Do you rework or finish plein air paintings in your studio?
There are strong opinions among artists about plein air painting. Some believe paintings should be started and completed right on location and don’t think outdoor paintings should ever be touched up in the studio.
I’m not one of them.
Early Plein Air Painting
My first attempt at painting outdoors was in 1983 with watercolors in Alaska. Painting outdoors has been part of my process ever since.
The first few years of my professional career were almost entirely plein air or from memory. Not because I thought there was something sacrosanct about it. I simply loved painting outdoors. I still do. Painting plein air is both a challenge and a thrill.
In 1999 I was part of a plein air show in Tucson, Arizona. I completed four or five paintings. Each was done entirely on location and later sold without any studio modifications. (I’ve done very few shows during my career because most require Sunday attendance – and as you know I don’t work on Sunday. The Tucson show ended on a Saturday)
The Petticoat Palm Tree and lily pond painting above is the only painting I have a good photo of because I neglected to archive Most of my plein air work. I would let them dry and get ‘em to a gallery.
The photo you see above came because the owner passed away and the children who inherited it couldn’t find the signature. They called me last year. Once we figured out that I had forgotten to sign it, they shipped it to me to sign. That’s how I finally got a photo of it.
I completed it in 2-3 hours on location. While I was very happy with the painting, much of it had to be done from memory.
Why from memory if I painted it on the spot? Good question. Let me explain.
During those 3 hours, the sun shifted dramatically. That required me to capture the shadow and light pattern right away and not change it even though the shadows constantly changed around me.
To put the finishing touches of light and color into the painting meant I had to look at the light areas more than an hour after I started. By that time the sun had moved and so had the light and shadow pattern.
That meant that I had to ‘guess’ or remember what the exact shape and color might have been by comparing them with similar areas that were then in the light.
That’s not a terrible way to work. The problem comes when I want to see and paint the subtle shifts of value and color temperature.
If I wanted to capture the whole scene exactly as it was I would need to have a perfect memory or go back to that spot at the exact same time with the same weather conditions and paint for 10-15 minutes day after day until it was done. That’s rarely possible.
That’s why I began the shift to more and more studio painting – or at least fine-tuning in the studio.
Sergei Bongart, Russian Impressionism and Bravura Plein Air
I fell in love with and was trained in the Sergei Bongart bravura brushwork and color style. At the school where I studied art, they had a room with about 15-20 of his originals.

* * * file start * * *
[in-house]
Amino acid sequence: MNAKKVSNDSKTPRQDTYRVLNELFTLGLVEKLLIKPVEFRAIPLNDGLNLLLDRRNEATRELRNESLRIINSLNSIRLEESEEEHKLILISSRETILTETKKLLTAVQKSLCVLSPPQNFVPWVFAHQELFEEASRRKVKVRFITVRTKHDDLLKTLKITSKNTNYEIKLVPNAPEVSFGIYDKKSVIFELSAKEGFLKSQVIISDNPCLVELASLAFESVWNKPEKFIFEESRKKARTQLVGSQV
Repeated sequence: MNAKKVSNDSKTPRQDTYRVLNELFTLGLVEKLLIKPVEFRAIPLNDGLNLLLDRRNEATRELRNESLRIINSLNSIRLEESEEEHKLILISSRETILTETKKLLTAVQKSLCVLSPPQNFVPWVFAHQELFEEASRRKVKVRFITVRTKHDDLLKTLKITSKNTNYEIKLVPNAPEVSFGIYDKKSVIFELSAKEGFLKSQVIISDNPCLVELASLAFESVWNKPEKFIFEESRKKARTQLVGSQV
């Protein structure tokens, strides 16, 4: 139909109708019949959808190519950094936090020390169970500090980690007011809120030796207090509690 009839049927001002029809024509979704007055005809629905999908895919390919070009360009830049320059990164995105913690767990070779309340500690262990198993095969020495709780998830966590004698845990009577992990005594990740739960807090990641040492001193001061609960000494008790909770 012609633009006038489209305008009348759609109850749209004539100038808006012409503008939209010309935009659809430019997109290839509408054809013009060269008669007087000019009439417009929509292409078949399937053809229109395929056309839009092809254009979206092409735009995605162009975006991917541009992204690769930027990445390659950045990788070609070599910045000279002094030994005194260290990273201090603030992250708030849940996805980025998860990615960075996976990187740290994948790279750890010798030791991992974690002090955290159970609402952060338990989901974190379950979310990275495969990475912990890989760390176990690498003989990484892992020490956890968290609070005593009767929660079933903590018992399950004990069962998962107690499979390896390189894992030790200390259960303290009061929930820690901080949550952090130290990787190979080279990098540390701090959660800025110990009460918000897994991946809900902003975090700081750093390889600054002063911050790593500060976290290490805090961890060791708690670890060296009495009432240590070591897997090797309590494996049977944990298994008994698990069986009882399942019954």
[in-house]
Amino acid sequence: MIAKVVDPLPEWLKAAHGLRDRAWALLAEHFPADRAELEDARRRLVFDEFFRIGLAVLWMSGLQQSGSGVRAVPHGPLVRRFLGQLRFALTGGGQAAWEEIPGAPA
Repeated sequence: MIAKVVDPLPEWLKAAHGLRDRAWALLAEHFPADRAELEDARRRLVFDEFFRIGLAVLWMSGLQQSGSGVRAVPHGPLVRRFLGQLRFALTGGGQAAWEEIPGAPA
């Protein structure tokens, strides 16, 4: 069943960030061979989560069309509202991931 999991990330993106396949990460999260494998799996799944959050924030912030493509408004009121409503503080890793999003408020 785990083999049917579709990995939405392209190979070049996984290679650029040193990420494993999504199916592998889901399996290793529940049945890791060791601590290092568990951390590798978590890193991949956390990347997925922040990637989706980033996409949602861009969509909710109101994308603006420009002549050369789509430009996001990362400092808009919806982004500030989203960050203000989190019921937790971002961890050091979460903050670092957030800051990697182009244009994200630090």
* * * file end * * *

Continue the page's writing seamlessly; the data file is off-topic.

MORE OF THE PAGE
One of my regular routines was to sit in that room on the 1st floor and study – try to break down how he painted. Then I would run back up to the 3rd floor and practice brushstrokes and color to mimic his.
My painting professor Arlo Coles had been good friends and painting buddies with Sergei. He adopted much of Sergei’s methods.
I was always mesmerized watching Arlo’s demos. He made it look so easy. We became friends as well and would go out painting on location together.
That Sergei/Arlo duo influenced the way I painted for almost a decade. Many of my painting techniques and the way I approach the canvas are still influenced by them.
What I found though was that I eventually felt compelled to spend time in the studio pondering, analyzing and tweaking my work more and more.
Richard Schmid and Plein Air
In the late 80’s I saw Richard Schmid’s work for the first time. It was a painting of Nancy in a white dress holding flowers in her lap – the cover of one of the art magazines.
New ideas began to percolate in my mind. His subtle strokes of color and softened edges made the paintings sparkle and come alive.
I wasn’t aware at the time that he painted almost everything from life. I wish I had known – it might have kept me painting outdoors every day the rest of my career, instead of periodic trips.
Sunset Park was painted in the studio from memory. We were at the park playing frisbee golf when the sun started setting. We all stopped and watched quietly as it glowed through the fall leaves.
Shortly after that, I painted what I remembered of the colors and light filtering through the park. I pushed the contrast of color harmonies as well just for fun.
I’m not sure what my painting would have been like had I been painting on location. I do know I would have loved to have had a quick color study to guide my choices though.
My goal now is to get back to painting outside at least half the time.
Because when I started consciously trying to add subtle tonal and color shifts in my work my paintings went through a couple month period of feeling stiff and lifeless. I would get a hit here and there, but it felt like such a struggle.
I found myself taking lots of photos.
Then I would discover that the only thing useful in the photos was detail. So, I started adding more and more details. Then my paintings became trite and overworked.
When I painted outdoors I could finish a 30×40 in a day. When I shifted to the studio those 30×40 inch paintings were taking a week or longer. That got me in the trap of thinking I didn’t have time to travel and paint on location except for a few trips a year.